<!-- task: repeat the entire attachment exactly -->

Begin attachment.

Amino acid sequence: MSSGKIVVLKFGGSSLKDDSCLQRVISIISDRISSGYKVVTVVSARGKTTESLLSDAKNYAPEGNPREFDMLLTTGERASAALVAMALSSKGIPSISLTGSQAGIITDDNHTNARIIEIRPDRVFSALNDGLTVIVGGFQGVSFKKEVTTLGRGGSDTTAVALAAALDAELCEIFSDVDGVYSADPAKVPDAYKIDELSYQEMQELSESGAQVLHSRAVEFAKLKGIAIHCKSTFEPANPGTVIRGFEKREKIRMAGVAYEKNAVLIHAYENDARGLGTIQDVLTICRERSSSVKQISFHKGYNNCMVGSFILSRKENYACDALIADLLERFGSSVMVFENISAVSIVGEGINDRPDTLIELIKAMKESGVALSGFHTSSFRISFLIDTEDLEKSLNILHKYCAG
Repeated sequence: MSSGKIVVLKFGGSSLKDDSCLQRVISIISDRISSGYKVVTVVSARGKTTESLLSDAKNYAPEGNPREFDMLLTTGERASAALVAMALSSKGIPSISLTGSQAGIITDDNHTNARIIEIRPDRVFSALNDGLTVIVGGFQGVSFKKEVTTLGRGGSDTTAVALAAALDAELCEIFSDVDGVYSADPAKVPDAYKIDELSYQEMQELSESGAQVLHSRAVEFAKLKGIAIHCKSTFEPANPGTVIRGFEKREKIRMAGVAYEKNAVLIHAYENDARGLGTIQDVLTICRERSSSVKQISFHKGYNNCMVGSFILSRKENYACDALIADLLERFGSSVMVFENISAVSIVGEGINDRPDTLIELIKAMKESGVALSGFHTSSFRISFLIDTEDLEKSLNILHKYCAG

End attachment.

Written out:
Amino acid sequence: MSSGKIVVLKFGGSSLKDDSCLQRVISIISDRISSGYKVVTVVSARGKTTESLLSDAKNYAPEGNPREFDMLLTTGERASAALVAMALSSKGIPSISLTGSQAGIITDDNHTNARIIEIRPDRVFSALNDGLTVIVGGFQGVSFKKEVTTLGRGGSDTTAVALAAALDAELCEIFSDVDGVYSADPAKVPDAYKIDELSYQEMQELSESGAQVLHSRAVEFAKLKGIAIHCKSTFEPANPGTVIRGFEKREKIRMAGVAYEKNAVLIHAYENDARGLGTIQDVLTICRERSSSVKQISFHKGYNNCMVGSFILSRKENYACDALIADLLERFGSSVMVFENISAVSIVGEGINDRPDTLIELIKAMKESGVALSGFHTSSFRISFLIDTEDLEKSLNILHKYCAG
Repeated sequence: MSSGKIVVLKFGGSSLKDDSCLQRVISIISDRISSGYKVVTVVSARGKTTESLLSDAKNYAPEGNPREFDMLLTTGERASAALVAMALSSKGIPSISLTGSQAGIITDDNHTNARIIEIRPDRVFSALNDGLTVIVGGFQGVSFKKEVTTLGRGGSDTTAVALAAALDAELCEIFSDVDGVYSADPAKVPDAYKIDELSYQEMQELSESGAQVLHSRAVEFAKLKGIAIHCKSTFEPANPGTVIRGFEKREKIRMAGVAYEKNAVLIHAYENDARGLGTIQDVLTICRERSSSVKQISFHKGYNNCMVGSFILSRKENYACDALIADLLERFGSSVMVFENISAVSIVGEGINDRPDTLIELIKAMKESGVALSGFHTSSFRISFLIDTEDLEKSLNILHKYCAG